PLANNING AN EVENT
A successful event combines four elements:
Venue: Do you want to host a house party, or lead at a public venue? We keep a list of suggested cafes, libraries, etc., or you can find one on your own.
Hosts/leads: Small house parties may need only one host, but larger parties and public venues usually need at least two people to lead.
Volunteers: Captains will publicize events to volunteers via our mailing list, on our Facebook page, and on the Events page on our website, and share with other organizations. Hosts & leads should share with their own networks and other groups via Facebook, Meetup, email, and the water cooler.
Tools (printables): Captains will provide instruction sheets and contact lists for postcarding and phonebanking. You can print flyers, fact sheets, candidate dossiers, sign-up sheets, contribution forms, and more from our Host Resources page.
Tools (supplies): For postcarding, hosts should provide postcards, stamps, and pens. For phonebanks, volunteers will need their own laptop/tablet and phone.
Checklists: Use this sheet of checklists for supplies and tasks.
Sign-in: Make everyone sign-in! Set up a registration table at the door with a sign-in sheet, so it happens as soon as they arrive. Use a printed RSVP list or a blank sign-up sheet.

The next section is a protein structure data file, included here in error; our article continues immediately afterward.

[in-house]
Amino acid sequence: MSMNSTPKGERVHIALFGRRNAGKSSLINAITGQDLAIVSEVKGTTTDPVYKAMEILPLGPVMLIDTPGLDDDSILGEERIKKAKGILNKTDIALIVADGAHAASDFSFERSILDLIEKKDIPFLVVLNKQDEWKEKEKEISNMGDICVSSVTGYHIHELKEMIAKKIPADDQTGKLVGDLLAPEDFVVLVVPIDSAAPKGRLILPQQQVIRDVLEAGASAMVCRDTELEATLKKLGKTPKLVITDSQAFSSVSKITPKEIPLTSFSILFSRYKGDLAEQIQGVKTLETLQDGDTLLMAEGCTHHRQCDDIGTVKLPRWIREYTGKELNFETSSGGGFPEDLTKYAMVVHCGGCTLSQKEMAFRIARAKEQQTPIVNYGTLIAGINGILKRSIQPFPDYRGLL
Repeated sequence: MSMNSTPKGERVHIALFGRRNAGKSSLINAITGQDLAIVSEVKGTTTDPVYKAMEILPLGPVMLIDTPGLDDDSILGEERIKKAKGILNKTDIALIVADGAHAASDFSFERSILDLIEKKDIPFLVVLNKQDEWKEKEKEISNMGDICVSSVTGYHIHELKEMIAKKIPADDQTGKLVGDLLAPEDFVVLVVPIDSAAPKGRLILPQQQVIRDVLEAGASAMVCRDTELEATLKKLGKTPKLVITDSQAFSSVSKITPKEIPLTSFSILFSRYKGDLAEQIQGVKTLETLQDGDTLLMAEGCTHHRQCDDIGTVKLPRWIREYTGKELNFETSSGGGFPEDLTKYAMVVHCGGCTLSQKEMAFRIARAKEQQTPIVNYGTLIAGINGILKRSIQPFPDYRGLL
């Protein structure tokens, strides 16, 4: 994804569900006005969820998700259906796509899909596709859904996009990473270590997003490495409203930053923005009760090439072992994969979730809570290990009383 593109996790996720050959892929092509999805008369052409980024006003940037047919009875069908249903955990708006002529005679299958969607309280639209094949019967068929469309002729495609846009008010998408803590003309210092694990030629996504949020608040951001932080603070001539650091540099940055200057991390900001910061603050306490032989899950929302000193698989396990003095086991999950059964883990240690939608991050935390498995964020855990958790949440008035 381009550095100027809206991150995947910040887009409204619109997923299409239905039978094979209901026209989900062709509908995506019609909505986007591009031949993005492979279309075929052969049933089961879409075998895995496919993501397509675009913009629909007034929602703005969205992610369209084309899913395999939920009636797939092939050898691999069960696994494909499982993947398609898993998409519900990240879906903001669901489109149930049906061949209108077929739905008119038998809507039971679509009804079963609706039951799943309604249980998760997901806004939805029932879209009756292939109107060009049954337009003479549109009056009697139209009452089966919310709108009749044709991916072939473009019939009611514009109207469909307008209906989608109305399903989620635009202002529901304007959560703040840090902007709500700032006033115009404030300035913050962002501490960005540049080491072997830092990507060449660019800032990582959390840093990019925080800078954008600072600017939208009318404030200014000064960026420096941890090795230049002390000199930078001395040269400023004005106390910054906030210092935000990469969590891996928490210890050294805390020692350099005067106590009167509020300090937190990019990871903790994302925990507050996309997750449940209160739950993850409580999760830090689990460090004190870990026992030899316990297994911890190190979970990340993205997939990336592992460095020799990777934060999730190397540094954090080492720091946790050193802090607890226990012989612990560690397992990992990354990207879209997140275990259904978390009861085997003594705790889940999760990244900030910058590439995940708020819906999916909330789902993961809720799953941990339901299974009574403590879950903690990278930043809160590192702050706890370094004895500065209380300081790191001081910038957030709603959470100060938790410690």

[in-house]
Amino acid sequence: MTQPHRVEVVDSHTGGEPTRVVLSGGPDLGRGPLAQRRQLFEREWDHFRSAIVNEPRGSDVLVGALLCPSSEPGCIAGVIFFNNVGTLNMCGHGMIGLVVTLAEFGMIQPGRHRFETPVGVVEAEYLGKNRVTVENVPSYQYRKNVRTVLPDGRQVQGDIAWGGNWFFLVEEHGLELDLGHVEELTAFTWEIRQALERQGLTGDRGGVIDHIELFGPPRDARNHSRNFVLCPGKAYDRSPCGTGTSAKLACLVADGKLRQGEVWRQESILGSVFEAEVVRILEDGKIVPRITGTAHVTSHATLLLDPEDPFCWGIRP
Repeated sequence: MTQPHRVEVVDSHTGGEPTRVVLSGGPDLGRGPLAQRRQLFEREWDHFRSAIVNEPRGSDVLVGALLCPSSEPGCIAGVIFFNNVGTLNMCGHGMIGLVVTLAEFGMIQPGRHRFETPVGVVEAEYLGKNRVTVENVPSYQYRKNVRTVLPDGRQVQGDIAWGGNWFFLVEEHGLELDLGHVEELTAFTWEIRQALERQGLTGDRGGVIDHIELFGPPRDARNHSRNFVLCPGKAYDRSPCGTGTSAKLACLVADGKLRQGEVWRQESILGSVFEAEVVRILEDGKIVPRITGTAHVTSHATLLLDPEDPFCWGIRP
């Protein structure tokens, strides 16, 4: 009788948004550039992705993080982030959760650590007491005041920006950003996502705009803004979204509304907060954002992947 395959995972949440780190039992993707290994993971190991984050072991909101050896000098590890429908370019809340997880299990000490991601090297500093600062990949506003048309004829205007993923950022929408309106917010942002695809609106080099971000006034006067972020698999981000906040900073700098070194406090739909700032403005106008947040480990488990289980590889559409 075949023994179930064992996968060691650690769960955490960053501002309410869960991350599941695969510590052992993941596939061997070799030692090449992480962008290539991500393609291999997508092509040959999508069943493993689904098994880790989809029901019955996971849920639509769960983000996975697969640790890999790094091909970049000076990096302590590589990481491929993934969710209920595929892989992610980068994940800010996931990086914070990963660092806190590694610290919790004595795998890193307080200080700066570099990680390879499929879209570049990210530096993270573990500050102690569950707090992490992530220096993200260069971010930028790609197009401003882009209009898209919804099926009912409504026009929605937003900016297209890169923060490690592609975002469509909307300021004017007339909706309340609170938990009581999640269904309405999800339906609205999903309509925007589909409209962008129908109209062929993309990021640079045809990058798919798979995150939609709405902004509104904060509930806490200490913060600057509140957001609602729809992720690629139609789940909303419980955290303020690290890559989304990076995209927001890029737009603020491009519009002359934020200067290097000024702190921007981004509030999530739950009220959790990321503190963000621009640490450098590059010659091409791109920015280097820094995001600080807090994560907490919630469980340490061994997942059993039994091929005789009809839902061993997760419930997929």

Orientation: Give brief orientation about the tasks to be done, then get those people who are ready to go started immediately. Give a little more training to anyone who needs it. For some guests, this will be their first event, while others will have been to many.
In-kind donations: Anyone who helps pay for postcards or stamps (for candidate campaigns, not for civic engagement projects), including your guests, should complete an in-kind donation form, to make sure we comply with campaign finance laws.
Show video: We have a page of videos you can show at your event to make it more informative and entertaining.
Capture memories: Take photos of volunteers in action, to post on social media and our website! It will help inspire even more people to act. Even better, take video of enthusiastic volunteers talking about what they’re doing. Important: Be sure to always ask for permission to share photos and video online.
Delegate small tasks: Ask other volunteers or organizers to be in charge of specific tasks like signing-in, taking photos/video, asking for donations, etc.
Identify potential organizers: Keep your eye out for especially helpful or enthusiastic volunteers, and ask them to think about hosting or leading themselves!
Food: If you’re hosting a house party, light snacks and beverages are sufficient. Sister District volunteers are highly motivated and focused, so no need to go overboard!
Laptop/tablet: When using a web-based calling app like CallHub, VPB, or CallFire, everyone needs one! Remind guests in advance to bring theirs. Earbuds or headphones are helpful too.
Scripts: The phonebanking instructions often have scripts you can print out. Sometimes they provide more in-depth talking points than the interactive script, and sometimes they’re just good to have handy for guests who like to have a paper in front of them.